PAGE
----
Semantic Effects on Aesthetic Preference for Color Harmony in Visual Displays
Previous research on color pair preferences has found that people generally prefer harmonious color combinations (Schloss & Palmer, 2011). Research in aesthetics of spatial composition has shown that although there are default preferences (e.g., center and inward biases) (Palmer, Gardner, & Wickens, 2008), such preferences can be violated when contextual cues are introduced (Sammartino & Palmer, submitted). This experiment aimed to investigate whether default color pair preferences could also be violated by changing semantic context. Participants were instructed to imagine that they were graphic designers who were asked to choose which color pairs they would prefer for the main colors of an album cover. There were four bands, two of which had harmonious sounding names ('Peace' and 'Unity') and two of which had dissonant sounding names ('Friction' and 'Chaos'). To emphasize this distinction between the two types of bands, participants were presented with two 15-second samples of music by each band. We found that for harmonious bands, participants preferred a harmonious color combination, but for dissonant bands, participants preferred a dissonant color combination. These results suggest that, like spatial composition preferences, people's color preferences change with context to fit the images' intended meaning.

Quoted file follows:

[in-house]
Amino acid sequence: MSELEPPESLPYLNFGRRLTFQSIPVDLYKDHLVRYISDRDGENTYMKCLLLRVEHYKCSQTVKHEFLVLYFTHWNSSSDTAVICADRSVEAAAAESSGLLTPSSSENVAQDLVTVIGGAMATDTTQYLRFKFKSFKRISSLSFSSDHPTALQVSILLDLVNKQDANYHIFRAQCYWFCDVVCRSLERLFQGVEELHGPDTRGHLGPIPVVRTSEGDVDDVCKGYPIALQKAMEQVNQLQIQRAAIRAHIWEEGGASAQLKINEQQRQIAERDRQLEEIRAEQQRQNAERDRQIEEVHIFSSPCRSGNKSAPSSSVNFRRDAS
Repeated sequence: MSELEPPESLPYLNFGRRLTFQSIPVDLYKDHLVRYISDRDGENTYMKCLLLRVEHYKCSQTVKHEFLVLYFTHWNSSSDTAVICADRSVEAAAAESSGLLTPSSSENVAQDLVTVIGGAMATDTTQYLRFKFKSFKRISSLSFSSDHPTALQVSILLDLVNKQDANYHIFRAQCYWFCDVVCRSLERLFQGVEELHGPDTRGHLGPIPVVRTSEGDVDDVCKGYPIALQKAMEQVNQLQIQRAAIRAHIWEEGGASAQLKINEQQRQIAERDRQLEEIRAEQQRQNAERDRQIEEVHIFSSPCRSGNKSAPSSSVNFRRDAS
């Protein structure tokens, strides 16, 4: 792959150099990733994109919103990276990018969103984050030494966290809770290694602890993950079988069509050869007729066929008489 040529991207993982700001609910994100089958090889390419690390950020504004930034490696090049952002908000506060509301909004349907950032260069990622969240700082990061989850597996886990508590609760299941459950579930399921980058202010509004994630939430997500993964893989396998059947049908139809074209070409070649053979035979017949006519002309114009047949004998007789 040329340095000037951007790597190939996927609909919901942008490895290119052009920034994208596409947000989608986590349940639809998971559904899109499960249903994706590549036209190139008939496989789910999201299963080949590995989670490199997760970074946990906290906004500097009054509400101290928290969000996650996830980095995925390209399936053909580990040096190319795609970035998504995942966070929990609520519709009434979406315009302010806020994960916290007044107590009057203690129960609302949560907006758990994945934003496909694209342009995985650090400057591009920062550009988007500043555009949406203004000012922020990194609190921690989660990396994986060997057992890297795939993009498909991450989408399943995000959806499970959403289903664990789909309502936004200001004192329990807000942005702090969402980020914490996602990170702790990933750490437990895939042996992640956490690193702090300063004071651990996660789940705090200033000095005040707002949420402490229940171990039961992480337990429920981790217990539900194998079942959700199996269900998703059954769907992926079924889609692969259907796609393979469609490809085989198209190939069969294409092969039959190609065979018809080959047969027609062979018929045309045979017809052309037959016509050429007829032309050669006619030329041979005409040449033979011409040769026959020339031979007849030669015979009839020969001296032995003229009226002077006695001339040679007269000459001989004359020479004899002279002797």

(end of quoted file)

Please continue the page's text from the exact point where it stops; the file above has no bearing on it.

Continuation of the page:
Cross-modal relations between emotional content and preference for harmony
Previous research has shown that individuals differ in the degree to which they prefer harmonious color combinations, as measured by the correlation between ratings of preference and ratings of harmony for figure-ground color pairs (Schloss & Palmer, VSS-2007), Further research shows that this tendency is also correlated with preference for harmony in music and preference for figural goodness in spatial images for Berkeley undergraduates majoring in Psychology, Art, and Music, although specific training in a relevant domain tends to decrease a person's preference for harmony in the domains of training (Griscom & Palmer, VSS-2010). In the present study, we investigated the relationship between preference for harmony and the emotional associations of these stimuli. Participants were asked to rate various stimuli for consistency with the emotions of happy-sad and angry-calm. The stimuli were 56 color pairs, and 14 30-second clips of classical piano music, 35 images of a single dot at one of 35 positions inside a rectangular frame, and 22 Garner-type 9-dot configurations that spanned a wide range of "harmony" ratings. We found that there were strong correlations between ratings of harmony and ratings of positive emotional associations for music and color pairs: e.g., the music that was judged to be harmonious tended strongly to be judged as happy rather than sad and calm rather than angry. The same was also true of positive emotions and ratings preference for music and color pairs. In previous research music and color pairs showed the highest cross-domain correlations in preference for harmony (r = .64). These findings suggest that consistent cross-domain preferences for harmony may reflect, in part, a preference for the positive emotional associations evoked by harmonious stimuli.
Individual Differences in Preference for Harmony